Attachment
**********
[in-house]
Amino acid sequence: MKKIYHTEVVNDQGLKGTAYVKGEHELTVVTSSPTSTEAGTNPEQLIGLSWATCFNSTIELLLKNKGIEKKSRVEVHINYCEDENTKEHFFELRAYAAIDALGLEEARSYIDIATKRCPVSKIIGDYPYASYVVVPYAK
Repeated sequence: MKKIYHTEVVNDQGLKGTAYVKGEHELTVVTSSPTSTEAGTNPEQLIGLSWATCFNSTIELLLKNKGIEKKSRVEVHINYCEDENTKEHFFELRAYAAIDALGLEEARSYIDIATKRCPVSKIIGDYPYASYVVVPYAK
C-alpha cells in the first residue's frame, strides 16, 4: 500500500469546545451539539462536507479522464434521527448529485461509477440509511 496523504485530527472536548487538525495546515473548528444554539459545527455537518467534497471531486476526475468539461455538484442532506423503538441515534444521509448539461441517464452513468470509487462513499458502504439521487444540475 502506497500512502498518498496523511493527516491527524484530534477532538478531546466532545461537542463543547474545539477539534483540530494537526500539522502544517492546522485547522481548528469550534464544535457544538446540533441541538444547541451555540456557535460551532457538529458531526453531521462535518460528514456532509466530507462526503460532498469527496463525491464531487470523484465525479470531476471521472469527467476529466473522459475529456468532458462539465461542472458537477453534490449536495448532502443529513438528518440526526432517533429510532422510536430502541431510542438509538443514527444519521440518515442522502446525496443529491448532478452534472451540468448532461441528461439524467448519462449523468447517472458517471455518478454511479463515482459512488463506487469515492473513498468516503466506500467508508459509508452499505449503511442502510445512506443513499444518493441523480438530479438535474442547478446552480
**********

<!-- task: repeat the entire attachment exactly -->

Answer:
[in-house]
Amino acid sequence: MKKIYHTEVVNDQGLKGTAYVKGEHELTVVTSSPTSTEAGTNPEQLIGLSWATCFNSTIELLLKNKGIEKKSRVEVHINYCEDENTKEHFFELRAYAAIDALGLEEARSYIDIATKRCPVSKIIGDYPYASYVVVPYAK
Repeated sequence: MKKIYHTEVVNDQGLKGTAYVKGEHELTVVTSSPTSTEAGTNPEQLIGLSWATCFNSTIELLLKNKGIEKKSRVEVHINYCEDENTKEHFFELRAYAAIDALGLEEARSYIDIATKRCPVSKIIGDYPYASYVVVPYAK
C-alpha cells in the first residue's frame, strides 16, 4: 500500500469546545451539539462536507479522464434521527448529485461509477440509511 496523504485530527472536548487538525495546515473548528444554539459545527455537518467534497471531486476526475468539461455538484442532506423503538441515534444521509448539461441517464452513468470509487462513499458502504439521487444540475 502506497500512502498518498496523511493527516491527524484530534477532538478531546466532545461537542463543547474545539477539534483540530494537526500539522502544517492546522485547522481548528469550534464544535457544538446540533441541538444547541451555540456557535460551532457538529458531526453531521462535518460528514456532509466530507462526503460532498469527496463525491464531487470523484465525479470531476471521472469527467476529466473522459475529456468532458462539465461542472458537477453534490449536495448532502443529513438528518440526526432517533429510532422510536430502541431510542438509538443514527444519521440518515442522502446525496443529491448532478452534472451540468448532461441528461439524467448519462449523468447517472458517471455518478454511479463515482459512488463506487469515492473513498468516503466506500467508508459509508452499505449503511442502510445512506443513499444518493441523480438530479438535474442547478446552480